Nice reading. There’s nothing like a good old rant - especially when it makes sense.
Nice reading indeed and true for Xojo also. My quite huge project compiled to 32 bit with Xojo 2014r3.2 weights little more than 100 megabytes with dependency folders, but compiled to 32 bit with Xojo 2018r2 weights slightly more than 200 megabytes and end product is remarkably slower
P.S. I started that project with RealStudio and there was no problem to fill listbox with 2 thousand rows. It took 1/100 of eye blink, but in Xojo there I can make 5 or 10 eye blinks and still I see how listbox fills up with rows by reducing scrollbar handle. Yes I freeze listbox now when I fill it with data so it will not seems so slow
Text editors! What can be simpler? On each keystroke, all you have to do is update tiny rectangular region and modern text editors cant do that in 16ms. Its a lot of time. A LOT. A 3D game can fill the whole screen with hundreds of thousands (!!!) of polygons in the same 16ms and also process input, recalculate the world and dynamically load/unload resources. How come?
I guess he doesnt know the Xojo IDE, or the apps compiled in 2018r1 running on windows.
As he says:
[i]At least it works, you might say. Well, bigger doesnt imply better. Bigger means someone has lost control. Bigger means we dont know whats going on. Bigger means complexity tax, performance tax, reliability tax. This is not the norm and should not become the norm. Overweight apps should mean a red flag. They should mean run away scared.
We just throw barely baked shit out there, hope for the best and call it startup wisdom.
That is not engineering. Thats just lazy programming. Engineering is understanding performance, structure, limits of what you build, deeply.
You dont have to be a genius to write fast programs. Theres no magic trick. The only thing required is not building on top of a huge pile of crap that modern toolchain is.
I think it’s a product of our Society.
Hack it up - smash it out - get it done as quick as possible - cheap as possible, because I WANT IT NOW!!
Sure that’s fine for home delivery pizzas (arguably), but it shouldn’t be the case for software developers. But software developers have to keep up with the changing operating systems/frameworks etc.
So in the end it becomes a huge snowball, becoming even huger, and accelerating even more, as it hurtles down the hill in a never-ending loop to an #undefined end.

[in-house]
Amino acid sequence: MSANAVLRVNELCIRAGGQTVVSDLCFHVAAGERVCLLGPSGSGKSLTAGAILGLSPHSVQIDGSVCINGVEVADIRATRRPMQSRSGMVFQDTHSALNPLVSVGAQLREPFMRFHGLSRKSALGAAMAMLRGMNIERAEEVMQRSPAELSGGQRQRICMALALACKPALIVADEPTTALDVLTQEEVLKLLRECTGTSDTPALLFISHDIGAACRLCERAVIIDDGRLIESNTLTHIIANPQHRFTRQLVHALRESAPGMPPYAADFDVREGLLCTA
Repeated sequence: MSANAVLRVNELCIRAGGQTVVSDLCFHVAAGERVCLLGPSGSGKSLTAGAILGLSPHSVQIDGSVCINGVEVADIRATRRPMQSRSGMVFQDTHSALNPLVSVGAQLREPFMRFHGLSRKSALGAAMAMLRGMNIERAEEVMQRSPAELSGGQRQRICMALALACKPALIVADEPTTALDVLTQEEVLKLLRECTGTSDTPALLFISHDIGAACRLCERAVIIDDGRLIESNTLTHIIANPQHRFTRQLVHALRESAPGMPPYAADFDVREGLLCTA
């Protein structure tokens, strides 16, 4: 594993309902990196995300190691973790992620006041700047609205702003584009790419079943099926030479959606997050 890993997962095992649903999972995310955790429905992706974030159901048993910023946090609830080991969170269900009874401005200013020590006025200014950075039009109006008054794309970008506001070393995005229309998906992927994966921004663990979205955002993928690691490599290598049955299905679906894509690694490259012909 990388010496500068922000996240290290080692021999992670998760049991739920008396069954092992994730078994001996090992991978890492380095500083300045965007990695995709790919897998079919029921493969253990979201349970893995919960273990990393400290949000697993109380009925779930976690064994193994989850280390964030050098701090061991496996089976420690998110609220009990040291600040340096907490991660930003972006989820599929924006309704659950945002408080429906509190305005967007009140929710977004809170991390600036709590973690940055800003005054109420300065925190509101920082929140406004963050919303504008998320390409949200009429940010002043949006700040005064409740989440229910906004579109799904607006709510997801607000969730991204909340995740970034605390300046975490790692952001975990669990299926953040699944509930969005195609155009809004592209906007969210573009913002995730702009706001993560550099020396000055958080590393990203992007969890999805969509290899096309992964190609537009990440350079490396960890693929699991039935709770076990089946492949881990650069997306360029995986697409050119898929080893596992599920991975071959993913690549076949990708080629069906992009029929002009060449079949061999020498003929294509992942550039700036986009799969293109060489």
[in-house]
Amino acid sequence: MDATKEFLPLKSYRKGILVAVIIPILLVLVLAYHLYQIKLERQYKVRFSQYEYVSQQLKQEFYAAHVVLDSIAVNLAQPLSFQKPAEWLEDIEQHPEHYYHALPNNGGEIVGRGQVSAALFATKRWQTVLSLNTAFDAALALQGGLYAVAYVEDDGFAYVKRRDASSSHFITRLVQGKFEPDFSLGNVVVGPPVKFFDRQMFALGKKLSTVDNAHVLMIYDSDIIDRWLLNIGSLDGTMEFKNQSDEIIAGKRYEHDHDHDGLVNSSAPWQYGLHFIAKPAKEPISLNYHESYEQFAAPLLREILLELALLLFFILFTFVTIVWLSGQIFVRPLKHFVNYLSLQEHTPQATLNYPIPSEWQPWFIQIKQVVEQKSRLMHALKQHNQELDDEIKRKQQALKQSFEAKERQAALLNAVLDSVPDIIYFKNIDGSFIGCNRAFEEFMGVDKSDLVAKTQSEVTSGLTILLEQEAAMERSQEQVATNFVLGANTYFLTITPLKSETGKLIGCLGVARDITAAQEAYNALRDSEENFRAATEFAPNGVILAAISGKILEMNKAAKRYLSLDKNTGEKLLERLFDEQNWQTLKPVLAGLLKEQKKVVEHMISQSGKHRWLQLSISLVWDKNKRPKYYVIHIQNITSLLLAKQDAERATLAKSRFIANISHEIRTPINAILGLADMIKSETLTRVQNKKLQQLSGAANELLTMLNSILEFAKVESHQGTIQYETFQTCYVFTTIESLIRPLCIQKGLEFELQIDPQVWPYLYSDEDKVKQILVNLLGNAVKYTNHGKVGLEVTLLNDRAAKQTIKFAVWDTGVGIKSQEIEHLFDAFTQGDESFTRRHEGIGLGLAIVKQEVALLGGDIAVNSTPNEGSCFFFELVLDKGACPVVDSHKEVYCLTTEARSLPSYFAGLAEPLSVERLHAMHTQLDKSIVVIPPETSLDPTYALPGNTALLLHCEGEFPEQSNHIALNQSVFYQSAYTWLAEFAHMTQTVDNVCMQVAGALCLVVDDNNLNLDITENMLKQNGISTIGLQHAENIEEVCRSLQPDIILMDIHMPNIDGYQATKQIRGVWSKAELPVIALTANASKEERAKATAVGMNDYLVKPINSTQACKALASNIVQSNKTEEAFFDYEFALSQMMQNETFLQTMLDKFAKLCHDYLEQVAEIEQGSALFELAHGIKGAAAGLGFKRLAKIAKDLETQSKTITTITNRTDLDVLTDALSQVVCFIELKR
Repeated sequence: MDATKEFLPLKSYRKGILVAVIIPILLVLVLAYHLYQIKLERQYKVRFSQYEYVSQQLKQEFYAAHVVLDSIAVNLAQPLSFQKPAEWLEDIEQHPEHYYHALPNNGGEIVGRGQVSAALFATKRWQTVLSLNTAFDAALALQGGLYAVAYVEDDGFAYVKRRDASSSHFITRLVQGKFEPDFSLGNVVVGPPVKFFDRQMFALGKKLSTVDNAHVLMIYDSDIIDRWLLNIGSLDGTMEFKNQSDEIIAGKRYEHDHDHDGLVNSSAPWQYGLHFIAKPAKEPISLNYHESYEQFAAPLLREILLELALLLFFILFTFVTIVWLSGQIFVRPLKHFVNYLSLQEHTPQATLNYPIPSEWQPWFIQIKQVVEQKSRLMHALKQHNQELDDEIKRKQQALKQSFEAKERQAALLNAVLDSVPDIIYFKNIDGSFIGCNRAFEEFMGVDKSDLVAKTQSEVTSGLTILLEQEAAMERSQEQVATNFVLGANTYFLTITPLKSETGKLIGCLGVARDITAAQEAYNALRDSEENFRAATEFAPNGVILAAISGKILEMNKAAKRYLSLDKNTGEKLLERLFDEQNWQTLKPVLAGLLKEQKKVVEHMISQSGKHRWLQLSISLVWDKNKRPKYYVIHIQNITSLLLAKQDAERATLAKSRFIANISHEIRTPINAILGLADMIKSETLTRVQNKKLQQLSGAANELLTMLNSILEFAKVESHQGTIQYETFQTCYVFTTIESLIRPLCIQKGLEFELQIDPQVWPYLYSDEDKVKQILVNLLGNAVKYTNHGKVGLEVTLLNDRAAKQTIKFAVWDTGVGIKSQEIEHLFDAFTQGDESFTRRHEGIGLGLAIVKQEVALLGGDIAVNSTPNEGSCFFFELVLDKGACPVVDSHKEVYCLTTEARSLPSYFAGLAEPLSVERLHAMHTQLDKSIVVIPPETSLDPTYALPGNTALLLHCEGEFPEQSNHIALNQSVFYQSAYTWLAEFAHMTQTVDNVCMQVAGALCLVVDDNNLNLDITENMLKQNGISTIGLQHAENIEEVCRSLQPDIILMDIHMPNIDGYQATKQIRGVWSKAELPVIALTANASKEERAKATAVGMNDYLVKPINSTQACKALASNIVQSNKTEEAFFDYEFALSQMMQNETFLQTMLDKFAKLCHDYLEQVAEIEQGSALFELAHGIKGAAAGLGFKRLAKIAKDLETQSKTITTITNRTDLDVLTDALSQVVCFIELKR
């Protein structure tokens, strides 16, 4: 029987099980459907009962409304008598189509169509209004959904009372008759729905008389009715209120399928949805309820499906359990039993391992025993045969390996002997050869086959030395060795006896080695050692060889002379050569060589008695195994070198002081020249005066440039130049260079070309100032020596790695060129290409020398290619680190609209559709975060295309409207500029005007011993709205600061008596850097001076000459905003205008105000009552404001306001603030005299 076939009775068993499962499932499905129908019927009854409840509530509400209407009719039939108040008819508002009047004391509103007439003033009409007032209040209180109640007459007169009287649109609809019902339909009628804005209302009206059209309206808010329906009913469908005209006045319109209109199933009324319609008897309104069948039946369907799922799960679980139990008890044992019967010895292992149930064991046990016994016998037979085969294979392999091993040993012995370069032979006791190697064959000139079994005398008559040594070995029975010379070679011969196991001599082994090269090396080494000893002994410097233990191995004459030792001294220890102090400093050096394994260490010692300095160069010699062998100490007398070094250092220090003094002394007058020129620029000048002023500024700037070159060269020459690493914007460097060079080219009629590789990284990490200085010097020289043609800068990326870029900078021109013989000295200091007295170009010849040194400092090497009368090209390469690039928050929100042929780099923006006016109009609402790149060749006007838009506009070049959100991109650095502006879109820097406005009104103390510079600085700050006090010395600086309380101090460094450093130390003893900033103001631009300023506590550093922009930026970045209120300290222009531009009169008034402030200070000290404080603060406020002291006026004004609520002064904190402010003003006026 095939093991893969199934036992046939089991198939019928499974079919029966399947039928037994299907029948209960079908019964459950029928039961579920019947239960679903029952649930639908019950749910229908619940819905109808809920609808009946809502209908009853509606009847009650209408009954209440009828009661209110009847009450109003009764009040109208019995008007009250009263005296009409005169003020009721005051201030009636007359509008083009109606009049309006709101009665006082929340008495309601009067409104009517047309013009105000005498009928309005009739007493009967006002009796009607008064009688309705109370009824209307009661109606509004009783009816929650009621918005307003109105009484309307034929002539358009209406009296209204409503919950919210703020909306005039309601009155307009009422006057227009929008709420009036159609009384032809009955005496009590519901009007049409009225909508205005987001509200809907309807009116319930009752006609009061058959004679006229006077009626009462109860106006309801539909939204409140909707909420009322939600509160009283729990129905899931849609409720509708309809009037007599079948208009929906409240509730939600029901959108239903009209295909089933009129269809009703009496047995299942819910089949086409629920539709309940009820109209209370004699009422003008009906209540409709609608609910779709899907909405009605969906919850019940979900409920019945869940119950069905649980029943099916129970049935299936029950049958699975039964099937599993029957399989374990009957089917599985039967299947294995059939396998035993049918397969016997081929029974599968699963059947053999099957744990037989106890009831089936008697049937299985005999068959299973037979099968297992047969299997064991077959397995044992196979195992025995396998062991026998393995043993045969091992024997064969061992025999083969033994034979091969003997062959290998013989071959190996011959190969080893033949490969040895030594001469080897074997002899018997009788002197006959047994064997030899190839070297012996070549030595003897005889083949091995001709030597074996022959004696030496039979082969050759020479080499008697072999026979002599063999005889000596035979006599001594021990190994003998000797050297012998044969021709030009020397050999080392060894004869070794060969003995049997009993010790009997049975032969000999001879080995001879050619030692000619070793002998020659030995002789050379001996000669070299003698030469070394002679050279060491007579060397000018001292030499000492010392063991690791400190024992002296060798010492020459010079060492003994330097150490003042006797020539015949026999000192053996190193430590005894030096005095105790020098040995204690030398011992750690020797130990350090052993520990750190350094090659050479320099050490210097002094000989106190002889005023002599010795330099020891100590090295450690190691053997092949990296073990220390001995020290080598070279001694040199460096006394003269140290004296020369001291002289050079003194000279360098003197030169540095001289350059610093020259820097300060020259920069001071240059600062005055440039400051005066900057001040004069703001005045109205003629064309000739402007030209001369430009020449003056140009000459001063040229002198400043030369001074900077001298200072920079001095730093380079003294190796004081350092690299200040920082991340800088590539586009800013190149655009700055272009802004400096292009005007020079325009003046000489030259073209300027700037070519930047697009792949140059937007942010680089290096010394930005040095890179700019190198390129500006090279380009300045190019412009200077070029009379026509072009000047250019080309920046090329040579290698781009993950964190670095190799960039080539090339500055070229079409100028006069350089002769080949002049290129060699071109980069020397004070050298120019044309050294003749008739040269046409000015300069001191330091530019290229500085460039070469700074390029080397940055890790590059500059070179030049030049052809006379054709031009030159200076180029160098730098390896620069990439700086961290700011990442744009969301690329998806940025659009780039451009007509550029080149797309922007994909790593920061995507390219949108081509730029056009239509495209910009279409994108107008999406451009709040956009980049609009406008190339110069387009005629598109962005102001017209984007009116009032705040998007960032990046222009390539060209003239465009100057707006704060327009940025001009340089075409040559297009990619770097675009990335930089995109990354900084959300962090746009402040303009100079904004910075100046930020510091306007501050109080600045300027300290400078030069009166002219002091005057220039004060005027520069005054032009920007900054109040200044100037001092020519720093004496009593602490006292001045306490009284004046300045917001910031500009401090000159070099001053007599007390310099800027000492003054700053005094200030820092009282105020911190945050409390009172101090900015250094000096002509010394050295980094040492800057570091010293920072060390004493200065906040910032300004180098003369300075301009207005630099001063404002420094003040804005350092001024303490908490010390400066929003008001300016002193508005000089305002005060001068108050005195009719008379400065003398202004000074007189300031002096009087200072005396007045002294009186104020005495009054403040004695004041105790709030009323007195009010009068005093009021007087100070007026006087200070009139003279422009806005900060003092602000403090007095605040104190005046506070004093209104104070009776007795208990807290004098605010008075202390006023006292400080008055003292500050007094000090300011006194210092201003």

One may well ask the question, who is it benefiting?.. who is making ALL the money?.. well, certainly not the average software developer trying his/her best to keep up.
I’m only a hobby programmer, I feel for those that do it for their daily crust.
The worst thing is that nobody even cares.
Here is proof: https://forum.xojo.com/49816-compiled-app-size/9/
In my opinion sloppy programing (which apparently is the norm) results in slow, and also buggy apps.
In the POS that we currently use one report takes 60 seconds to run. Accessing the database directly I can run a query to get the same results in 47ms. WHY??? It’s foolishness!
[EDIT] After I complained they did an update. Now it takes 18 seconds instead of 60 seconds! Wow!
We don’t need slow choppy apps on a computer with an i7 processor. Come on…
You can drastically speed up load time by turning off the vertical scrollbar while adding rows.
Its all about that bass framework
I remember the days when app installers used delays so people felt like they got value for money waiting for their purchase to install, now they are just waiting for all the framework bloat to install as fast it can.
31MB isn’t bad for the 3533 functions in that library.
I work for a Printing Company. But these days it’s become ridiculous. Clients seem to think they can get their print job like they would download a movie off netflix.
There always seems to be this implied sense of urgency to to keep up… Quick, quick, hurry, hurry… like it’s a hospital trauma centre. What a Crock!!!
No-one has the time to do things properly in a professional manner, but at least I know the difference.